Major museums and performing arts organizations are feeling the impacts of closures, cancelled events and decreased fundraising. Their sites frequently offer direction on how you can assist. Additionally, local cultural organizations and groups have created relief funds to support artists financially impacted by the crisis, such as the Fulcrum Fund, established by 516 Arts in Albuquerque, New Mexico.

Join the “trust-based philanthropy” movement and consider being a “flexible funder”

With many organizations having less than 90 days of cash reserves on hand1, it is safe to say that the current state of social distancing and economic downturn will have a negative financial impact on nearly every organization. As a result, major funders are stepping up to the plate to ensure organizations can more quickly and easily access the funds they need in order to stay operational. By way of example, an initiative from the Council on Foundations seeks to ensure funds quickly and easily reach organizations.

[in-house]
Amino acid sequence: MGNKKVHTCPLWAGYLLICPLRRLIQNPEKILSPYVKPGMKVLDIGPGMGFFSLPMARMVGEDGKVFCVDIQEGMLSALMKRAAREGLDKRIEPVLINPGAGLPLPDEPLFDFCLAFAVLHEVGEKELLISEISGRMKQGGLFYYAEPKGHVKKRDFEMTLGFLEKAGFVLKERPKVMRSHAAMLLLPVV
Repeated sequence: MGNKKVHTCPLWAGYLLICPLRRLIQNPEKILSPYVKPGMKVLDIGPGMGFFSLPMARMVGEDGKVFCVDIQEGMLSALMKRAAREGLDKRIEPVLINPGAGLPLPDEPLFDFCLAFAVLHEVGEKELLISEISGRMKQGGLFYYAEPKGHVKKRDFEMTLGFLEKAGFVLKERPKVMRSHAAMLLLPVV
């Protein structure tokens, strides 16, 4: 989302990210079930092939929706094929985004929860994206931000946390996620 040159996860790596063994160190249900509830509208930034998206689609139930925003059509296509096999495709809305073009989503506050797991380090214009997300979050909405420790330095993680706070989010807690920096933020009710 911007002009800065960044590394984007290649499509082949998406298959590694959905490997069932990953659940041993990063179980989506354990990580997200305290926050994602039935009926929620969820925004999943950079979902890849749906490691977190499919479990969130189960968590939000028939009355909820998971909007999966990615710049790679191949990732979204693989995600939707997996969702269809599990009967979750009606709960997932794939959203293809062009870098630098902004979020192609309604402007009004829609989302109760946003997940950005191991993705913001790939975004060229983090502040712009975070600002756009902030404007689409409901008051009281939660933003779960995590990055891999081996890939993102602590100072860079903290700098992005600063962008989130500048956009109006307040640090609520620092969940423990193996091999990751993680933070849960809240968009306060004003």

Strategies include:

  • Giving dollars for general operating support instead of a specific project or program.
  • Allowing organizations to redirect existing grant dollars dedicated to a specific project or program to be used for general operating support.
  • Speeding up the process to receive future funding by reducing, and in many cases eliminating, the process of grant applications and grant reports. Consider having a direct conversation with a charity as an alternative to time-consuming paperwork and processes.
  • Providing bridge funding in the form of low-interest loans to organizations to help navigate short-term funding gaps.
Stay apprised of the rapidly evolving COVID-19 crisis and its impacts on the charitable sector

There are many resources available to keep aware of COVID-19’s impact on the charitable sector, the response of funders, and emerging opportunities to provide support. These include:

  1. Nonprofit Finance Fund’s State of the Nonprofit Sector Survey, 2018.


This information is not intended to be and should not be treated as legal, investment, accounting or tax advice and is for informational purposes only. Readers, including professionals, should under no circumstances rely upon this information as a substitute for their own research or for obtaining specific legal, accounting or tax advice from their own counsel. All information discussed herein is current only as of the date appearing in this material and is subject to change at any time without notice.